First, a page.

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CLARK NC: 28th North Carolina at the Siege of Petersburg

CLARK NC: 28th North Carolina at the Siege of Petersburg

Editor’s Note: The following excerpt comes from Walter Clark’s five volume Histories of the Several Regiments and Battalions from North Carolina in the Great War 1861-’65, published in 1901.  The reference work provides mini regimental histories written mostly by men representing each unit, with gaps filled in by editor Clark.  These histories often provide a surprising amount of detail on the Siege of Petersburg.


At the Second Cold Harbor [the 28th North Carolina] behaved as gallantly as it did at the first. It also behaved with its accustomed bravery at Riddle’s Shop, 13 June [1864]; action three miles southeast of Petersburg, 22 June [1864] [aka The Battle of Jerusalem Plank Road]; action in front of Petersburg, 23 June [also Jerusalem Plank Road]; Gravel Hill, 28 July [aka First Battle of Deep Bottom]; Fussell’s Mills, 16 and 18 August [aka Second Battle of Deep Bottom], and Reams Station 25 August [1864]. In the last named battle it had to crawl through an almost impenetrable abatis under a heavy fire of musketry and artillery. Captain [Gold G.] Holland, of Company H, was among the first to mount the works, and seeing that they were still manned and but a few of his own men were up, he yelled out, “Yanks, if you know what is best for you, you had better make a blue streak toward sunset.” They made the streak and the men often laughed and said Grant would have to send Hancock back North to recruit his command. General Lee, in speaking of this fight to General Lane, said that the three North Carolina brigades, Cooke’s, MacRae’s and Lane’s, which made the second assault, after the failure of the first by other troops, had by their gallantry not only placed North Carolina, but the whole Confederacy under a debt of gratitude which could never be repaid. In writing to Governor Vance about the same battle, he said: “They advanced through a thick abatis of felled trees under a heavy fire of musketry and artillery and carried the enemy’s works with a steady courage that elicited the warm commendation of the corps and division commanders and the admiration of the army.”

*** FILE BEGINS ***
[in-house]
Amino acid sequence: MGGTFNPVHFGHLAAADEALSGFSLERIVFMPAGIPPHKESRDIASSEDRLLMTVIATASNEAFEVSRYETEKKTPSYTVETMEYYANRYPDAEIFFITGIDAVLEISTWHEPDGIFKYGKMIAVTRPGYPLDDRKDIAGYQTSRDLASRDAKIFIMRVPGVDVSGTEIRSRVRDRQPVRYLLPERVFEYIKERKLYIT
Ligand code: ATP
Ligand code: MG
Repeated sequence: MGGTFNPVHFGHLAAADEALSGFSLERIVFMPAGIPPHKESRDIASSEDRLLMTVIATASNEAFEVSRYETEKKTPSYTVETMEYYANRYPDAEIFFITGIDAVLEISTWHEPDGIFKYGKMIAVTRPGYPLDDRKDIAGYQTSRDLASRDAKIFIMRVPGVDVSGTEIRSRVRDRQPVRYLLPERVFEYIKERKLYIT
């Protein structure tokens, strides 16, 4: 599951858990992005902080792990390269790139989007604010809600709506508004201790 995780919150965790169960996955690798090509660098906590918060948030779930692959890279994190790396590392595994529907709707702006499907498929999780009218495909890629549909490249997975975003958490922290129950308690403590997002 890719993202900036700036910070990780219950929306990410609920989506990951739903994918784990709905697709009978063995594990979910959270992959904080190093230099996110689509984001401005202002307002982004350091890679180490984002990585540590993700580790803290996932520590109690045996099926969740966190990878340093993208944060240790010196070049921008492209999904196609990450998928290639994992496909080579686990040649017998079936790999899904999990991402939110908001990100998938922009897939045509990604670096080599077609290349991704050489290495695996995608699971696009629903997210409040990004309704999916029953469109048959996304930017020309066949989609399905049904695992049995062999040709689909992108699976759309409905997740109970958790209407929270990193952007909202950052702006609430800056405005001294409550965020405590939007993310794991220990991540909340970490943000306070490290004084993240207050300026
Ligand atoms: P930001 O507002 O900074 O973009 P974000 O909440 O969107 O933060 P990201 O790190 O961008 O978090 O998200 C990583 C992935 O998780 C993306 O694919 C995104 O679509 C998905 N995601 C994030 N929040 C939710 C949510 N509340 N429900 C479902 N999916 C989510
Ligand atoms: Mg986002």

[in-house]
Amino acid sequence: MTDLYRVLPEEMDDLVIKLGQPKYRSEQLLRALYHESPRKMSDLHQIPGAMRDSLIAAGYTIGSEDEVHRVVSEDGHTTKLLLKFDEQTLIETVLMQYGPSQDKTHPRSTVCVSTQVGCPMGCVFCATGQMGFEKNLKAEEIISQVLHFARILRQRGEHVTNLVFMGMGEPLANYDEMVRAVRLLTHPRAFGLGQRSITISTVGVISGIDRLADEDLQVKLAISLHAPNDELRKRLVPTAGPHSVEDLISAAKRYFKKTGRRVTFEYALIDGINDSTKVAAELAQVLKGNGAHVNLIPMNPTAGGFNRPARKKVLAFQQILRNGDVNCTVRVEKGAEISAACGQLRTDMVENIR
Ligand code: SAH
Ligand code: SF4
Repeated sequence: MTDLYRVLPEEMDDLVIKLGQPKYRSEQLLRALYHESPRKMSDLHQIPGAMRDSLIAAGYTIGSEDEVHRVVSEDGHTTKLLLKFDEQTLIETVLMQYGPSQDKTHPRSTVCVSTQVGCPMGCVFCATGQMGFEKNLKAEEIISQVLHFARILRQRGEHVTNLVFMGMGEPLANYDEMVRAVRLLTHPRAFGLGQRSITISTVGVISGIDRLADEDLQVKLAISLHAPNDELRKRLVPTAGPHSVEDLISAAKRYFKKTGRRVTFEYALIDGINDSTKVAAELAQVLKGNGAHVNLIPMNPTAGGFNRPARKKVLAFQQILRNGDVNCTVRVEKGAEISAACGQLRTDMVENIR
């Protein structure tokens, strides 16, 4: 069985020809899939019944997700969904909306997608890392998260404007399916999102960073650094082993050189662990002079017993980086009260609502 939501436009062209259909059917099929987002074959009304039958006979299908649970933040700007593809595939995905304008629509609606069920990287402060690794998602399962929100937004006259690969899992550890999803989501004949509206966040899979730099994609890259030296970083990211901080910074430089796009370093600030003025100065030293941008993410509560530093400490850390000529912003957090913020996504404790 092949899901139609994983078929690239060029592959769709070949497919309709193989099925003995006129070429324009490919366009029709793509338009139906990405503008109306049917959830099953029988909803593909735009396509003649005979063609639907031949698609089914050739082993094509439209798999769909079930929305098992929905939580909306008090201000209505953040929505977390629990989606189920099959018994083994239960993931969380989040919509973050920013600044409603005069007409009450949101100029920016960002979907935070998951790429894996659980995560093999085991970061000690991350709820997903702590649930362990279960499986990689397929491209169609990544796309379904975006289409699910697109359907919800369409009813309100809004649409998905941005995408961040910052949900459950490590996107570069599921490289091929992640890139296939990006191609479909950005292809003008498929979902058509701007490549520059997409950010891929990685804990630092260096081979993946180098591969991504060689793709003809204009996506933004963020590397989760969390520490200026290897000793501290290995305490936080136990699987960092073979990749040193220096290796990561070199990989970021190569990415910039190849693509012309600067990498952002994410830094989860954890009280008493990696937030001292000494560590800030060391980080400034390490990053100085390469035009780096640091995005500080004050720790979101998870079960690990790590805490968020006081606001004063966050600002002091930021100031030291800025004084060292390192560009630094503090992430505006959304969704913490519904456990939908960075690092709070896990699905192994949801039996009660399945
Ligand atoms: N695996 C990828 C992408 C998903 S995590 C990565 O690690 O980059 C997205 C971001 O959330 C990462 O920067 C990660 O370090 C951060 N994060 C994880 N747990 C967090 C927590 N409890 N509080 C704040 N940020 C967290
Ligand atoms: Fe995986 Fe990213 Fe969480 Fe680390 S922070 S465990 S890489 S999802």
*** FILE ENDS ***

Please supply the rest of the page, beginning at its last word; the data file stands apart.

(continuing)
At Jones’ Farm [aka by many names, including the Battle of Peebles Farm and Poplar Spring Church], on the right of Petersburg, on 30 September, this regiment was second to none in bravery. In this fight both lines were advancing when they met. To the delight of all this battlefield was rich in oil cloths, blankets, knapsacks and the like. Some of the knapsacks, judging from the appearance of the straps, were cut from the shoulders of their owners in their hasty retreat under a murderous fire, accompanied with that well known “rebel yell.”

Next morning [October 1, 1864] the regiment advanced with the other troops and helped to drive the enemy from the works at the Pegram House, which were held in the rain, until dark, when it returned to the works near the Jones House. It soon after went into winter quarters in rear of these works.

During that winter the Twenty-eighth [North Carolina] constituted a part of the force sent against the Federal cavalry raiding on the Petersburg & Weldon Railroad [from December 7-12, 1864 during Warren’s Stony Creek Raid]. On that march it not only rained but it snowed and there was a high, bitter cold wind, and the men suffered intensely. The troops reached Jarratt’s Station to find that the enemy had retired.

This regiment lay all night in the streets of Petersburg as a part of the intended support for General Gordon in his attack on Fort Steadman [sic, Stedman] [on March 25, 1865]. After Gordon had retired the enemy swept the whole Confederate picket line from Hatcher’s Run to Lieutenant Run, and the Twenty-eighth performed its part in helping to keep him out of the main line of works in front of its winter quarters. He got possession, however, of a commanding hill to the left of the Jones House from which he could fire into the huts.1 Next day [March 26, 1865] General Lee ordered General Lane to dislodge him. General Lane, who was in command of the division at the time, did so at daylight the following morning [March 27, 1865], with all of the sharpshooters of the division under Major Wooten, of the Eighteenth North Carolina Regiment, supported by his own brigade, and the Twenty-eighth again had its part to perform.2